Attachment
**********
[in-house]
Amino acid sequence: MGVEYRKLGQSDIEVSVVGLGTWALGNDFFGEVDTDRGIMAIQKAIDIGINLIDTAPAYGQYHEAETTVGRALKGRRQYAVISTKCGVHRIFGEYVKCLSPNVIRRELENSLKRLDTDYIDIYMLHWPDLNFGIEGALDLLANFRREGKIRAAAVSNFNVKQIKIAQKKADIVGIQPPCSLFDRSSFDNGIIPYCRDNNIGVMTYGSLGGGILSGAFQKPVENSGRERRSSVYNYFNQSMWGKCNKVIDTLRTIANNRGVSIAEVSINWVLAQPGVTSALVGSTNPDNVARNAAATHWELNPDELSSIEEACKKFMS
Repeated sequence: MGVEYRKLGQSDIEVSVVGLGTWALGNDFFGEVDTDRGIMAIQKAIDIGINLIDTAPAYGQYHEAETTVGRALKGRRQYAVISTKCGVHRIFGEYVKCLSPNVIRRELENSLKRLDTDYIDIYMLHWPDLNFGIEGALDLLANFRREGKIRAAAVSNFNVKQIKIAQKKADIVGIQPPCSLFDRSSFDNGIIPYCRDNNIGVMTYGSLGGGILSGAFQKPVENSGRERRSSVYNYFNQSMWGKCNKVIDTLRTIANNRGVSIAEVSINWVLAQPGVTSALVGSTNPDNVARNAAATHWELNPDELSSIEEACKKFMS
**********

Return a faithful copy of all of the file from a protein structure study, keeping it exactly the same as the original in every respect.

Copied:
[in-house]
Amino acid sequence: MGVEYRKLGQSDIEVSVVGLGTWALGNDFFGEVDTDRGIMAIQKAIDIGINLIDTAPAYGQYHEAETTVGRALKGRRQYAVISTKCGVHRIFGEYVKCLSPNVIRRELENSLKRLDTDYIDIYMLHWPDLNFGIEGALDLLANFRREGKIRAAAVSNFNVKQIKIAQKKADIVGIQPPCSLFDRSSFDNGIIPYCRDNNIGVMTYGSLGGGILSGAFQKPVENSGRERRSSVYNYFNQSMWGKCNKVIDTLRTIANNRGVSIAEVSINWVLAQPGVTSALVGSTNPDNVARNAAATHWELNPDELSSIEEACKKFMS
Repeated sequence: MGVEYRKLGQSDIEVSVVGLGTWALGNDFFGEVDTDRGIMAIQKAIDIGINLIDTAPAYGQYHEAETTVGRALKGRRQYAVISTKCGVHRIFGEYVKCLSPNVIRRELENSLKRLDTDYIDIYMLHWPDLNFGIEGALDLLANFRREGKIRAAAVSNFNVKQIKIAQKKADIVGIQPPCSLFDRSSFDNGIIPYCRDNNIGVMTYGSLGGGILSGAFQKPVENSGRERRSSVYNYFNQSMWGKCNKVIDTLRTIANNRGVSIAEVSINWVLAQPGVTSALVGSTNPDNVARNAAATHWELNPDELSSIEEACKKFMS